A Chicago school with a history that includes being part of a music video and winning city debate titles and even a state championship is destined to become a piece of history itself.
Hope College Prep in the city’s Englewood neighborhood is slated to close this summer. The school has no students in it this school year. The last 20 students went to other schools after the 2018-19 school year.
The lack of students in the building does not make phasing out the once-thriving school any easier, according to a former Hope teacher.
“History matters. People remember going to the homecoming dance, the school play they were in, that they were on the debate team,” said Kurt Hilgendorf, a former social studies teacher at Hope. “It’s memories that matter. It still really bothers me that (Chicago Public Schools) is closing the school. It had a dedicated staff. Two-thirds of the staff team was black at a school that was 99 percent black.
“It was a school that had a full range of programs. It had very successful sports teams and great extracurricular activities. Then it was dismantled by the (CPS) Central Office, the architects of the charter school program.”
He said no one at Hope had any say in the decisions that came down from the Central Office.
Hilgendorf said when he started at the Englewood school in 2006, Hope had 1,100 students and two start times. After the 2010-11 school year, Hope was down to 650 students, he noted. By 2018, the school was down to just 100 students, Hilgendorf said.
“Hope went from having a great reputation to a sour one really quickly,” he noted.
The former Hope teacher said the school was another casualty of CPS’ push for more charter schools.
Creating the new Englewood STEM High School (STEM stands for science, technology, engineering and math), CPS officials began the phase-out of other neighborhood high schools — Harper, TEAM Englewood, Robeson and Hope.
CPS officials said the STEM campus was created in the hopes of convincing local students — 90 percent of whom go to high school outside the neighborhood — to stay in the Englewood community.
Chicago Public Schools officials said there are no plans to close or raze the Hope building, located at 5515 S. Lowe Ave., as a charter middle school is now using the facility.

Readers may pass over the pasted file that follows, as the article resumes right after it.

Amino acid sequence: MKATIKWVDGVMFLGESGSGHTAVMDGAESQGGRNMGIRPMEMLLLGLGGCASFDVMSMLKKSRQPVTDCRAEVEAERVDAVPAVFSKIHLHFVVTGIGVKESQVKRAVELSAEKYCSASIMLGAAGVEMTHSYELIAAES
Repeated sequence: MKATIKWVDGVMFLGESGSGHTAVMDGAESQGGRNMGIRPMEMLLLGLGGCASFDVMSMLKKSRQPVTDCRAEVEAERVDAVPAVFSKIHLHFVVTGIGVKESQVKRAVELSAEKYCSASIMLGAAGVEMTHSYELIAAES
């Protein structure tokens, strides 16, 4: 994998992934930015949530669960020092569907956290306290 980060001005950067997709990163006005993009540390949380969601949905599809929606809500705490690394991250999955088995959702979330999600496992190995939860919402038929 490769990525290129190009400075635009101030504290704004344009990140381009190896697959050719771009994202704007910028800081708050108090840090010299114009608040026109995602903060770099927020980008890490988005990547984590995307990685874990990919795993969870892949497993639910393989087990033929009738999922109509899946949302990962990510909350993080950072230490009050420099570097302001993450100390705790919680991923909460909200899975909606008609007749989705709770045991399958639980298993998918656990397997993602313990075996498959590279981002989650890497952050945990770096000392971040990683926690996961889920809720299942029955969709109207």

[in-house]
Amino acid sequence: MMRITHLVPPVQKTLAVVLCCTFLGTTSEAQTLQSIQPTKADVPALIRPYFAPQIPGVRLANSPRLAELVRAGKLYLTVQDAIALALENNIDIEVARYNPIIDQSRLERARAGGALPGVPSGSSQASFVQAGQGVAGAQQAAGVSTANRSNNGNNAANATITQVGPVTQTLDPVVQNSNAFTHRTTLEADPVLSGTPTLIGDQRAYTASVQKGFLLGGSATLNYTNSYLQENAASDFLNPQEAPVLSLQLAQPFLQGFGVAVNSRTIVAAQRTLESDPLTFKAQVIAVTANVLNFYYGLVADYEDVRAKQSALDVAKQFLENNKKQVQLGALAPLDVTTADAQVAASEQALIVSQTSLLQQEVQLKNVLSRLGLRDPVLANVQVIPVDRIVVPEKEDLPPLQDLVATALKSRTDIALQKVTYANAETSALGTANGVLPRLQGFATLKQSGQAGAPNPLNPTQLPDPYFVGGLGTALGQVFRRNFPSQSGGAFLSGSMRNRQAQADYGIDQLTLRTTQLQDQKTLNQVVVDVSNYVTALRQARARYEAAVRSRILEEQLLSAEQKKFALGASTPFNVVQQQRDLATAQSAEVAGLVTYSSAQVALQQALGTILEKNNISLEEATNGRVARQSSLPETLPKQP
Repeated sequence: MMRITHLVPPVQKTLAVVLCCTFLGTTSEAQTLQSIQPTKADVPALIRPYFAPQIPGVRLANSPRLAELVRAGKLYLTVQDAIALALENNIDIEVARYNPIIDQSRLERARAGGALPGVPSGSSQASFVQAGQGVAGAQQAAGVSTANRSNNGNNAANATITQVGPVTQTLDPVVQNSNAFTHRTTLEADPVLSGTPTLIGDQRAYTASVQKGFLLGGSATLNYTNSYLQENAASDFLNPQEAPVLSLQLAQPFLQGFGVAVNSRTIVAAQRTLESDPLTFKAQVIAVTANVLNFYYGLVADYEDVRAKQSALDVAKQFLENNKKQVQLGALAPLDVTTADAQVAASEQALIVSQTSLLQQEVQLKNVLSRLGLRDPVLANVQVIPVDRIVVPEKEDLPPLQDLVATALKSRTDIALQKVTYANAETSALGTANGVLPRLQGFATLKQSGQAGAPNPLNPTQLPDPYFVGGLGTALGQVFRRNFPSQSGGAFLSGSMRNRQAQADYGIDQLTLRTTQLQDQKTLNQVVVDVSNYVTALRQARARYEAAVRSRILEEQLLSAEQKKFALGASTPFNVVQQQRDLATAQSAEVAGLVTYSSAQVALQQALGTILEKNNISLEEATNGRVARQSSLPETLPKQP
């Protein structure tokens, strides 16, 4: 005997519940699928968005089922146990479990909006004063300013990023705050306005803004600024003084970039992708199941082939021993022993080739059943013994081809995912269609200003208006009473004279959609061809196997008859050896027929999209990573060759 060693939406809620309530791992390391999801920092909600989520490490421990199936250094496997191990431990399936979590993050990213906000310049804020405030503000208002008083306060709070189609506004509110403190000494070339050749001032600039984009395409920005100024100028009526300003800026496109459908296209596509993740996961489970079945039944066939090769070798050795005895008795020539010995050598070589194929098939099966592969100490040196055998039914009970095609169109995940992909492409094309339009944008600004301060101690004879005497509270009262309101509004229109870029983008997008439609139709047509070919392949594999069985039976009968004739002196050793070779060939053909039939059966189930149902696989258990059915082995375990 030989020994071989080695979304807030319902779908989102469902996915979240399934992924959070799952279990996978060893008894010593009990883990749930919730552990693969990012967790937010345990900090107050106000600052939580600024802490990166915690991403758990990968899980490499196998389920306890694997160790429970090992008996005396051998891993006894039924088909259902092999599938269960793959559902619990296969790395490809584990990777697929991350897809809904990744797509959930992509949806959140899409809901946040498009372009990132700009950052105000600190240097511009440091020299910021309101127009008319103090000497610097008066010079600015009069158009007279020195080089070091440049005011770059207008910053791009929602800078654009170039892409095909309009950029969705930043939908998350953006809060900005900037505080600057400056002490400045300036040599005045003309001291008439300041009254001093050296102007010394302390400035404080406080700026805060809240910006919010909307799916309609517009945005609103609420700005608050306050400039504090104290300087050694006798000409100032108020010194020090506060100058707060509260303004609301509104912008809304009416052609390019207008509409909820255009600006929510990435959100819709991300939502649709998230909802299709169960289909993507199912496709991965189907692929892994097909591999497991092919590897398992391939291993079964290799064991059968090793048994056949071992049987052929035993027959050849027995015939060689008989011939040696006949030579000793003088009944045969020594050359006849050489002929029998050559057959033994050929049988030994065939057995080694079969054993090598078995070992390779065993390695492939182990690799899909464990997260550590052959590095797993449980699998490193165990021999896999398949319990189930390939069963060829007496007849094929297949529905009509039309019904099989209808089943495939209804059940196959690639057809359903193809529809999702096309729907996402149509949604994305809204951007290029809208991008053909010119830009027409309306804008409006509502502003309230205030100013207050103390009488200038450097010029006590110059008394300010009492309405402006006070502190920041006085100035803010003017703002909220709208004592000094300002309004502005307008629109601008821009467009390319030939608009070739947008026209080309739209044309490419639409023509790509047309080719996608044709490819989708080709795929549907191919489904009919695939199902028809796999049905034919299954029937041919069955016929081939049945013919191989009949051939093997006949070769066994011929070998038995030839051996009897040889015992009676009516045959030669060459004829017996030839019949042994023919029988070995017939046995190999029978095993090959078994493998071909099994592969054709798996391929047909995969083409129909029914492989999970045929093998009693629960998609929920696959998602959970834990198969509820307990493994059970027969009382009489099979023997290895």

The Chicago Public Schools Board of Education is expected to approve the closing of the school as of July 1. Without board action, the school would close at the end of the 2020-21 school year due to two full years of inactivity.
A Jan. 14 community meeting at Kershaw Elementary was the first official step to closing the school.
Hilgendorf, who is now legislative and policy director for the Chicago Teachers Union, said that Hope students protested in the early and mid 2000s over issues with school facilities. The students complained of problems with the building’s roof and its gym, pool and other facilities.
“The school district put a significant capital investment into the building, knowing how important Hope was to the area,” Hilgendorf said. “Then they built another high school that kids from the neighborhood can’t attend. Kids in the neighborhood did not benefit from the improvements.”
The school’s history includes being part of a video by rapper and Chicago native Common. He had an in at the school as his mother, Mahalia Hines, is a former principal of the school. Hope’s history also includes capturing numerous city debate titles and the Class A girls basketball state championship for the 2002-03 season.
Hilgendorf admitted that he has not been to the Englewood STEM High School yet, but said he has heard discussions on the challenges to get the school open, bringing students together from four different attendance areas.
“There are ways to do mergers effectively,” Hilgendorf said. “When Jenner (Academy for the Arts) and Ogden (International School on the Gold Coast) made the effort to merge, parents were heavily involved. An effort was made to get everyone to meet to make it happen. It was a model on how to do it.”
In the Southwest Side’s West Lawn neighborhood, a similar successful merger took place when Peck and Pasteur elementary schools were overcrowded, Hilgendorf said. Richardson Middle School was created to take middle-schoolers out of each elementary building.
“The alderman got involved. Staff was met with. When the decision was made to lay off 10 teachers, they all got involved and overruled that intention,” Hilgendorf said. “That is not what happened in 2013 under the most massive closure in U.S. history.”
Former Hope student Chiquita Thomas said that the school was a symbol of hope for the Englewood community.
“At the end of the day, there is hope still in the community and I would say that that is something we want to take into consideration as we move forward in taking steps to toward closing (Hope.),” Thomas said.